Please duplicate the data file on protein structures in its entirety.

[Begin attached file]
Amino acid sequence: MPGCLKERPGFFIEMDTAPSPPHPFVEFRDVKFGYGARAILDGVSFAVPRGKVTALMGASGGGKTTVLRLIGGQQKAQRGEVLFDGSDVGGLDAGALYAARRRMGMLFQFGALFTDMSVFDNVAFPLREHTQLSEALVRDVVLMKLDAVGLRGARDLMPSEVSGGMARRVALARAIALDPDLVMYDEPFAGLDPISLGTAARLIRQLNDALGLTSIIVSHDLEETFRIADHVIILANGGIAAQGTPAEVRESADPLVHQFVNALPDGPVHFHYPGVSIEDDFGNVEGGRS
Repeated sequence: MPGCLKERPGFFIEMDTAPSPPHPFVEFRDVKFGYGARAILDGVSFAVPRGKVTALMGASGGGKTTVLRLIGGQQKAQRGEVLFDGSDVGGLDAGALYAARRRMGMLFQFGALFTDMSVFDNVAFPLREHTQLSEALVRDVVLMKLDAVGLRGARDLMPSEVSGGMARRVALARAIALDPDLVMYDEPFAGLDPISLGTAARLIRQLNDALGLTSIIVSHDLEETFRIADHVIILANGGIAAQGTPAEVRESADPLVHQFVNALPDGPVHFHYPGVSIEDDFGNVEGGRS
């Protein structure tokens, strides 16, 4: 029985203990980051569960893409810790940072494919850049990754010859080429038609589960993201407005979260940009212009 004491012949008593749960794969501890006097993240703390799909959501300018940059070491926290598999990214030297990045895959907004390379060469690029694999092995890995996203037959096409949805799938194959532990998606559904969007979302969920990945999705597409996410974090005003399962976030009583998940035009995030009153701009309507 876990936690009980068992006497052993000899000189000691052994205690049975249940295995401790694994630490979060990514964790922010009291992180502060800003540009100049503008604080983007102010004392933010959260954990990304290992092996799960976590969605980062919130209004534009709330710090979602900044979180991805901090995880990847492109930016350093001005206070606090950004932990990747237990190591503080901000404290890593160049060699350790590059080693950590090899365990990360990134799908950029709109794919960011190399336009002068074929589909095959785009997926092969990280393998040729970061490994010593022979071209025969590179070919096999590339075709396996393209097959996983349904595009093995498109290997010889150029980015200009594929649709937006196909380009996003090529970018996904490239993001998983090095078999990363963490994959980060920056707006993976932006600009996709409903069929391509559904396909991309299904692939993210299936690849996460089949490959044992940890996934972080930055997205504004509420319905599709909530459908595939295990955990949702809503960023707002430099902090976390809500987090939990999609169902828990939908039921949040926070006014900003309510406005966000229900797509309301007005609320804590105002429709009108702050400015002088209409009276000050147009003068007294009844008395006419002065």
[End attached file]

Amino acid sequence: MPGCLKERPGFFIEMDTAPSPPHPFVEFRDVKFGYGARAILDGVSFAVPRGKVTALMGASGGGKTTVLRLIGGQQKAQRGEVLFDGSDVGGLDAGALYAARRRMGMLFQFGALFTDMSVFDNVAFPLREHTQLSEALVRDVVLMKLDAVGLRGARDLMPSEVSGGMARRVALARAIALDPDLVMYDEPFAGLDPISLGTAARLIRQLNDALGLTSIIVSHDLEETFRIADHVIILANGGIAAQGTPAEVRESADPLVHQFVNALPDGPVHFHYPGVSIEDDFGNVEGGRS
Repeated sequence: MPGCLKERPGFFIEMDTAPSPPHPFVEFRDVKFGYGARAILDGVSFAVPRGKVTALMGASGGGKTTVLRLIGGQQKAQRGEVLFDGSDVGGLDAGALYAARRRMGMLFQFGALFTDMSVFDNVAFPLREHTQLSEALVRDVVLMKLDAVGLRGARDLMPSEVSGGMARRVALARAIALDPDLVMYDEPFAGLDPISLGTAARLIRQLNDALGLTSIIVSHDLEETFRIADHVIILANGGIAAQGTPAEVRESADPLVHQFVNALPDGPVHFHYPGVSIEDDFGNVEGGRS
């Protein structure tokens, strides 16, 4: 029985203990980051569960893409810790940072494919850049990754010859080429038609589960993201407005979260940009212009 004491012949008593749960794969501890006097993240703390799909959501300018940059070491926290598999990214030297990045895959907004390379060469690029694999092995890995996203037959096409949805799938194959532990998606559904969007979302969920990945999705597409996410974090005003399962976030009583998940035009995030009153701009309507 876990936690009980068992006497052993000899000189000691052994205690049975249940295995401790694994630490979060990514964790922010009291992180502060800003540009100049503008604080983007102010004392933010959260954990990304290992092996799960976590969605980062919130209004534009709330710090979602900044979180991805901090995880990847492109930016350093001005206070606090950004932990990747237990190591503080901000404290890593160049060699350790590059080693950590090899365990990360990134799908950029709109794919960011190399336009002068074929589909095959785009997926092969990280393998040729970061490994010593022979071209025969590179070919096999590339075709396996393209097959996983349904595009093995498109290997010889150029980015200009594929649709937006196909380009996003090529970018996904490239993001998983090095078999990363963490994959980060920056707006993976932006600009996709409903069929391509559904396909991309299904692939993210299936690849996460089949490959044992940890996934972080930055997205504004509420319905599709909530459908595939295990955990949702809503960023707002430099902090976390809500987090939990999609169902828990939908039921949040926070006014900003309510406005966000229900797509309301007005609320804590105002429709009108702050400015002088209409009276000050147009003068007294009844008395006419002065």